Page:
36
16
Tasmania
@Ulmo, many thanks for your investigations. I don't see in this thread that you found the Battery SoC and also mentioned the PW-2 firmware version. Here are some additional URI's to add to you original meter statistics. (This is just a copy of what I've found but I have not yet investigated the authorisation exchange. I have noticed that the reser value can ot actually be changed without running the Wizard and then again, if you do not run the PW-2 "test" page, the unit stays decommissioned (not an issue - just run to completion.

ENERGY_GateWay="10.1.1.240";
#
BATTERY_SOC="http://${ENERGY_GateWay}/api/system_status/soe"; # Battery StateOfEnergy [SoC]
METER_Stats="http://${ENERGY_GateWay}/api/meters/aggregates"; # Gateway Current Sensor Data for 4 Basic States plus Interbattey State?
GATEWAY_State="http://${ENERGY_GateWay}/api/sitemaster"; # Gateway Connection Status and Uptime in Seconds

##wget -o /dev/null -O - 'http://10.1.1.240/api/status' | python -mjson.tool
#{
# "git_hash": "993f7d4728705d7afe179614a2f278e8f4a8ad0a\n",
# "is_new": false,
# "start_time": "2017-09-22 02:17:39 +0800",
# "up_time_seconds": "428h51m49.243940208s",
# "version": "1.6.0\n"
#}
#
##wget -o /dev/null -O - 'http://10.1.1.240/api/customer/registration' | python -mjson.tool
#{
# "emailed_registration": true,
# "grid_services": false,
# "limited_warranty": false,
# "marketing": false,
# "privacy_notice": false,
# "registered": true,
# "skipped_registration": false
#}
##wget -o /dev/null -O - 'http://10.1.1.240:/api/powerwalls' | python -mjson.tool
#{
# "hasSync": true,
# "powerwalls": [
# {
# "PackagePartNumber": "1092170-03-E",
# "PackageSerialNumber": "SERIALNUM"
# }
# ]
#}
#
 
Last edited by a moderator:
  • Love
Reactions: Ulmo
@he1957 & @Ulmo, I came back here today to put that state of charge information in this thread, but I see @he1957 already found it. Thanks both for your work that made it easy to pick up this data and get it logged. Between the PVOutput Integration Service, a bit of powershell, and PV Bean Counter, I've now got all my data on PV Output: Flat Out 4.860kW | Live Output. Hopefully PV Output Integration Service will pick up the state of charge in the next release, so I can drop the powershell script.
 
  • Love
Reactions: Ulmo

eml2

Member
Sep 28, 2017
280
218
Massachusetts
I am also using PVOutput Integration Service to log data from Powerwall. Since it doesn't support the state of charge yet, I am attempting to calculate it myself using the battery_import and battery_export. Anyone knows how?

Based on the battery_import and battery_export data set that I get from the API, I am thinking about using this formula:

(import * efficiency - export)/total capacity = SoC %

Using this formula, it seems the efficiency is ~0.84725 and total capacity for my 2 Powerwall's is ~25.835 kWh. Both values are worse than the specs.
 
Hi @eml2, if you're using PVOutput Integration Service on windows, and have access to powershell (e.g. running a recent version of windows like Win8 or Win10), this little script will do the trick in the mean time...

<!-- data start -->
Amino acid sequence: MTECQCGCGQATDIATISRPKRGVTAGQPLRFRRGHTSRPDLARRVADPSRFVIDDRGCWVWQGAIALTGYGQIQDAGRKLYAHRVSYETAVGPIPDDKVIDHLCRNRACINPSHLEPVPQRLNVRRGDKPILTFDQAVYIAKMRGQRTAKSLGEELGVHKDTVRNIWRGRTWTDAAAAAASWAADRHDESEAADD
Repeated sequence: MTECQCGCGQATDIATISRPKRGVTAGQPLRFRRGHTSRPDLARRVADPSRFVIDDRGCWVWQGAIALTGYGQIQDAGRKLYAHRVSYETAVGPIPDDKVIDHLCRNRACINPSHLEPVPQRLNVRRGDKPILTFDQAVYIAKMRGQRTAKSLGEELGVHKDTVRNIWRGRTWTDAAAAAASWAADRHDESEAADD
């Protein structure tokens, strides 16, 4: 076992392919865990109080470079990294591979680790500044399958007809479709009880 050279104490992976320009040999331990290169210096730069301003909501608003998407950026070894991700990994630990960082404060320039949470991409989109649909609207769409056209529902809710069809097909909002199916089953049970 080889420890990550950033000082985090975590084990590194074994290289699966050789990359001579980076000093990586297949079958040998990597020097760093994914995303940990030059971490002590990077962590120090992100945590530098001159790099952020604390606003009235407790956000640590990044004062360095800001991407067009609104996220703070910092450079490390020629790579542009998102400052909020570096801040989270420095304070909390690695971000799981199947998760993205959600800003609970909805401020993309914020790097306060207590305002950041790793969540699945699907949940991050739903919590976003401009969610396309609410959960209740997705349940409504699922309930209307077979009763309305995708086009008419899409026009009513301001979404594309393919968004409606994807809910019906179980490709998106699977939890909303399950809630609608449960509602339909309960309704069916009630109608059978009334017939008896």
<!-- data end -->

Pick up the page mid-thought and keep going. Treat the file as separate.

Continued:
Save it to a .ps1 file, right click on it, choose run with Powerwall, accept the prompt to bypass security (the script will be unsigned), and away you go. It sits there and runs and uploads the battery state of charge every five minutes.

It uploads to extended parameter v9 in my case (change the v9 in the script to a different parameter if you need to).

It outputs what it is doing to the powershell window...

do
{
$ThisTime = Get-Date -format HH:mm
$Now = Get-Date -format HH:mm:ss
$ThisMin = Get-Date -format mm
$ThisDate = Get-Date -format yyyyMMdd
$socdata = Invoke-WebRequest -Uri 'http://REPLACE_THIS_WITH_YOUR_GATEWAY_IP/api/system_status/soe' -UseBasicParsing | ConvertFrom-Json
$soc = $socdata.percentage
$soc = [math]::Round($soc,2)
Write-Host ("$Now State of Charge $soc")
if ($ThisMin % 5 -eq 0)
{
Write-Host ("$Now Waiting 15 Seconds")
Start-Sleep 15
$Now = Get-Date -format HH:mm:ss
$parms = @{}
$parms.Add('key','REPLACE_THIS_WITH_YOUR_PVOUTPUT_API_KEY')
$parms.Add('sid','REPLACE_THIS_WITH_YOUR_PVOUTPUT_SID')
$parms.Add('d',$ThisDate)
$parms.Add('t',$ThisTime)
$parms.Add('v9',$soc)
$Response = Invoke-WebRequest -Uri http://pvoutput.org/service/r2/addstatus.jsp -Body $Parms -UseBasicParsing
$Now = Get-Date -format HH:mm:ss
Write-Host ("$Now Result $Response.Content")
}
Start-Sleep 50
}
While ($loop_forever='true')
 

Products we're discussing on TMC...

About Us

Formed in 2006, Tesla Motors Club (TMC) was the first independent online Tesla community. Today it remains the largest and most dynamic community of Tesla enthusiasts. Learn more.

Do you value your experience at TMC? Consider becoming a Supporting Member of Tesla Motors Club. As a thank you for your contribution, you'll get nearly no ads in the Community and Groups sections. Additional perks are available depending on the level of contribution. Please visit the Account Upgrades page for more details.


SUPPORT TMC
Top